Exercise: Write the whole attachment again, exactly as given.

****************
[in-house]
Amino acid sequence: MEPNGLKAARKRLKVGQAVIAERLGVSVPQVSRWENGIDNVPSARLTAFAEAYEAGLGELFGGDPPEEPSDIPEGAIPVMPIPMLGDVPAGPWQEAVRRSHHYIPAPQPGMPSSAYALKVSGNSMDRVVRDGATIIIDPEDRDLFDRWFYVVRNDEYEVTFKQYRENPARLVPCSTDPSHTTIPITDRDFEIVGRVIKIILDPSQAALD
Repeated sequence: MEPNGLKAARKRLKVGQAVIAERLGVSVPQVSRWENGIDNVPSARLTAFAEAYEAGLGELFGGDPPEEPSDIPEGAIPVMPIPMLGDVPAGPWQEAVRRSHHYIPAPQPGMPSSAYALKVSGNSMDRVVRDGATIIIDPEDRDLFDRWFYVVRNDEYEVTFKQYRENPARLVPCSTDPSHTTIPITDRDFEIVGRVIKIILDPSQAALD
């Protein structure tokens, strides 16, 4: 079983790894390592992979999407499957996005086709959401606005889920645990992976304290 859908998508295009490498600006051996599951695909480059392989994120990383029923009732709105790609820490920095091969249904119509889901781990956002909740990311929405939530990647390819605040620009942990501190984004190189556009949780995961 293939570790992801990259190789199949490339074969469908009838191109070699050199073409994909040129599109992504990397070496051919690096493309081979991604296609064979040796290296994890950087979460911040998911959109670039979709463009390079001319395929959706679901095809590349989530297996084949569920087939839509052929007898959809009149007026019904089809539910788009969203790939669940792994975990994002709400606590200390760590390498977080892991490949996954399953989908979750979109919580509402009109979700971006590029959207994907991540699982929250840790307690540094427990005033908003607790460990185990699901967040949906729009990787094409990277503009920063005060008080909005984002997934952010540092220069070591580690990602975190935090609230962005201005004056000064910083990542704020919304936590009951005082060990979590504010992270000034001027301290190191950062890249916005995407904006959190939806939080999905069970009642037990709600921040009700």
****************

[in-house]
Amino acid sequence: MEPNGLKAARKRLKVGQAVIAERLGVSVPQVSRWENGIDNVPSARLTAFAEAYEAGLGELFGGDPPEEPSDIPEGAIPVMPIPMLGDVPAGPWQEAVRRSHHYIPAPQPGMPSSAYALKVSGNSMDRVVRDGATIIIDPEDRDLFDRWFYVVRNDEYEVTFKQYRENPARLVPCSTDPSHTTIPITDRDFEIVGRVIKIILDPSQAALD
Repeated sequence: MEPNGLKAARKRLKVGQAVIAERLGVSVPQVSRWENGIDNVPSARLTAFAEAYEAGLGELFGGDPPEEPSDIPEGAIPVMPIPMLGDVPAGPWQEAVRRSHHYIPAPQPGMPSSAYALKVSGNSMDRVVRDGATIIIDPEDRDLFDRWFYVVRNDEYEVTFKQYRENPARLVPCSTDPSHTTIPITDRDFEIVGRVIKIILDPSQAALD
């Protein structure tokens, strides 16, 4: 079983790894390592992979999407499957996005086709959401606005889920645990992976304290 859908998508295009490498600006051996599951695909480059392989994120990383029923009732709105790609820490920095091969249904119509889901781990956002909740990311929405939530990647390819605040620009942990501190984004190189556009949780995961 293939570790992801990259190789199949490339074969469908009838191109070699050199073409994909040129599109992504990397070496051919690096493309081979991604296609064979040796290296994890950087979460911040998911959109670039979709463009390079001319395929959706679901095809590349989530297996084949569920087939839509052929007898959809009149007026019904089809539910788009969203790939669940792994975990994002709400606590200390760590390498977080892991490949996954399953989908979750979109919580509402009109979700971006590029959207994907991540699982929250840790307690540094427990005033908003607790460990185990699901967040949906729009990787094409990277503009920063005060008080909005984002997934952010540092220069070591580690990602975190935090609230962005201005004056000064910083990542704020919304936590009951005082060990979590504010992270000034001027301290190191950062890249916005995407904006959190939806939080999905069970009642037990709600921040009700």